Book 6: The Intellectual Virtues.

Chapter 11: Of judgment Of reason or intuitive perception as the basis of the practical intellect.

Judgment (what we mean when we speak of a man of kindly judgment, or say a man has judgment) is a correct discernment of that which is equitable. For the equitable man is thought to be particularly kindly in his judgments, and to pass kindly judgments on some things is considered equitable. But kindly judgment (συγγνώμη) is judgment (γνώμη) which correctly discerns that which is equitable—correctly meaning truly.

Now, all these four formed faculties which we have enumerated not unnaturally tend in the same direction. We apply all these terms—judgment, intelligence, prudence, and reason—to the same persons, and talk of people as having, at a certain age, already acquired judgment and reason, and as being prudent and intelligent. For all these four faculties deal with ultimate and particular facts, and it is in virtue of a power of discrimination in the matters with which prudence deals that we call a person intelligent, or a man of sound judgment, or kindly judgment; for equitable is a common term that is applicable to all that is good in our dealings with others.

But that which is to be done is always some particular thing, something ultimate. As we have seen, it is the business of the prudent man to know it, and intelligence and judgment also have to do with that which is to be done, which is something ultimate.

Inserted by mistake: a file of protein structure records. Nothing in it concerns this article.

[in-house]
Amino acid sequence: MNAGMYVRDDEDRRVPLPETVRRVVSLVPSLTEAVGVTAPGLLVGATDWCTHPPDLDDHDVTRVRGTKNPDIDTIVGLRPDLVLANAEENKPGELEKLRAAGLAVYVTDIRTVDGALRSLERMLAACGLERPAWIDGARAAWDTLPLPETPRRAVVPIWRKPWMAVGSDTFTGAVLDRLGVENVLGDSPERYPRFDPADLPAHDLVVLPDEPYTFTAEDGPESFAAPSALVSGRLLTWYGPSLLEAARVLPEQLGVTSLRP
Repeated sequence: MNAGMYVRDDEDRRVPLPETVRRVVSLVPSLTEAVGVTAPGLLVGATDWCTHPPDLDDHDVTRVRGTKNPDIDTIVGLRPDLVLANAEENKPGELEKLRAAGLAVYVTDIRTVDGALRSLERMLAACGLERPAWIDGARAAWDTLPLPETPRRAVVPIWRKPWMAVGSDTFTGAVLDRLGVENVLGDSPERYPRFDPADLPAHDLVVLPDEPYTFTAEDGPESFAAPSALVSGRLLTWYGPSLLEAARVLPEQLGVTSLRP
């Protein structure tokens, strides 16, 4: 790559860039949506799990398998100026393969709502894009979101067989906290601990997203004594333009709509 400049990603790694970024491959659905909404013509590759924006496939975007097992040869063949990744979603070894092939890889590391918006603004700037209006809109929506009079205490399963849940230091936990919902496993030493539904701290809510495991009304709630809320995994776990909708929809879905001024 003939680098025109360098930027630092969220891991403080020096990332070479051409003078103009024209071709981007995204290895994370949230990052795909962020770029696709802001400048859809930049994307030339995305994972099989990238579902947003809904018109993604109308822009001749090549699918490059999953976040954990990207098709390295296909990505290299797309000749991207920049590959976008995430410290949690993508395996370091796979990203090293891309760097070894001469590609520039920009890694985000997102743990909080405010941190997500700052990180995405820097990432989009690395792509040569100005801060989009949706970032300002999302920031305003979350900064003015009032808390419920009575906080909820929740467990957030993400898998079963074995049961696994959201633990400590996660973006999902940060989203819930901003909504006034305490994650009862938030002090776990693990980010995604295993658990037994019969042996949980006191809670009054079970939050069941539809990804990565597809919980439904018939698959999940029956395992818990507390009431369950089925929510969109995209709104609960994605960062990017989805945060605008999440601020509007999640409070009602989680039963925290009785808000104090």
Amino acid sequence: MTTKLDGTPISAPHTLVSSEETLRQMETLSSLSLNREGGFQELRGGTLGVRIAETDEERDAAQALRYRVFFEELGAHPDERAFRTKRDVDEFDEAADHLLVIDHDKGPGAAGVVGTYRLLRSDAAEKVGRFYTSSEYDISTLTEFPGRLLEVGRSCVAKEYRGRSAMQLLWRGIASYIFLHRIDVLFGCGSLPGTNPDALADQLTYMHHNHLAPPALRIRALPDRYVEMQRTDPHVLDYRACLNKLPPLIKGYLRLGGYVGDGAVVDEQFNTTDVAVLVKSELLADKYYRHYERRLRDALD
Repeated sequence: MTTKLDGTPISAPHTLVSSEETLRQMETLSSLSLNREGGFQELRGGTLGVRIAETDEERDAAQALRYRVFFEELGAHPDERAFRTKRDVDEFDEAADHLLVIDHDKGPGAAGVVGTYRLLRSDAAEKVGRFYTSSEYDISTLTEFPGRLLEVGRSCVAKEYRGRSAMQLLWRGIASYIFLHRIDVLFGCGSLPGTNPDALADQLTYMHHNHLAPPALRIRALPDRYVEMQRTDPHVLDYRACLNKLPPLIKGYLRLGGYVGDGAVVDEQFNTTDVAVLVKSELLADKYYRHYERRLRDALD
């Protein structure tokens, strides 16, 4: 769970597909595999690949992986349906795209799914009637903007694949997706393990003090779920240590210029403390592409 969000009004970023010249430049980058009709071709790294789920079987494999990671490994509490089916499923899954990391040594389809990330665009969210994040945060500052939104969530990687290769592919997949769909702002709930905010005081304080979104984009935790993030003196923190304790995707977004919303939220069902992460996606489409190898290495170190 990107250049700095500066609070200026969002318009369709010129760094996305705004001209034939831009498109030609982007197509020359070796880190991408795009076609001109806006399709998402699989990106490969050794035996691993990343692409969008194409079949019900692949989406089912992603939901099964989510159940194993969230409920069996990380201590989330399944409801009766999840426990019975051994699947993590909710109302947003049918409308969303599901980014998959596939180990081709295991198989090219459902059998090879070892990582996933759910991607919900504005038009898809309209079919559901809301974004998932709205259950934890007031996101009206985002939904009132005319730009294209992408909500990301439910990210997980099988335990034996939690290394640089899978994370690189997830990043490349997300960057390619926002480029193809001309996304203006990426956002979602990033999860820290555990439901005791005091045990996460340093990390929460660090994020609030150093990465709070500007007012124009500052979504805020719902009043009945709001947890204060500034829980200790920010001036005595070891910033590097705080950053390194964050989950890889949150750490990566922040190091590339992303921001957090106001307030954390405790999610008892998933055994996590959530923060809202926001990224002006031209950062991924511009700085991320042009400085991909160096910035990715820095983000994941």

And the intuitive reason [the last of the four faculties above enumerated] also deals with ultimate truths, in both senses of the word; for both primary principles and ultimate facts [in the narrower sense of the word ultimate = particular] are apprehended by the intuitive reason, and not by demonstration: on the one hand, in connection with deductions [of general truths in morals and politics], reason apprehends the unalterable first principles; on the other hand, in connection with practical calculations, reason apprehends the ultimate [particular] alterable fact (which forms the minor premise [in the practical syllogism]. These particular judgments, we may say, are given by reason, as they are the source of our conception of the final cause or end of man; the universal principle is elicited from the particular facts: these particular facts, therefore, must be apprehended by a sense or intuitive perception; and this is reason.

And so it is thought that these faculties are natural, and that while nature never makes a man wise, she does endow men with judgment and intelligence and reason. This is shown by the fact that these powers are believed to accompany certain periods of life, and that a certain age is said to bring reason and judgment, implying that they come by nature.

(The intuitive reason, then, is both beginning and end; for demonstration both starts from and terminates in these ultimate truths.)

And on this account we ought to pay the same respect to the undemonstrated assertions and opinions of men of age and experience and prudence as to their demonstrations. For experience has given them a faculty of vision which enables them to see correctly.

We have said, then, what prudence is, and what wisdom is, and what each deals with, and that each is the virtue of a different part of the soul.


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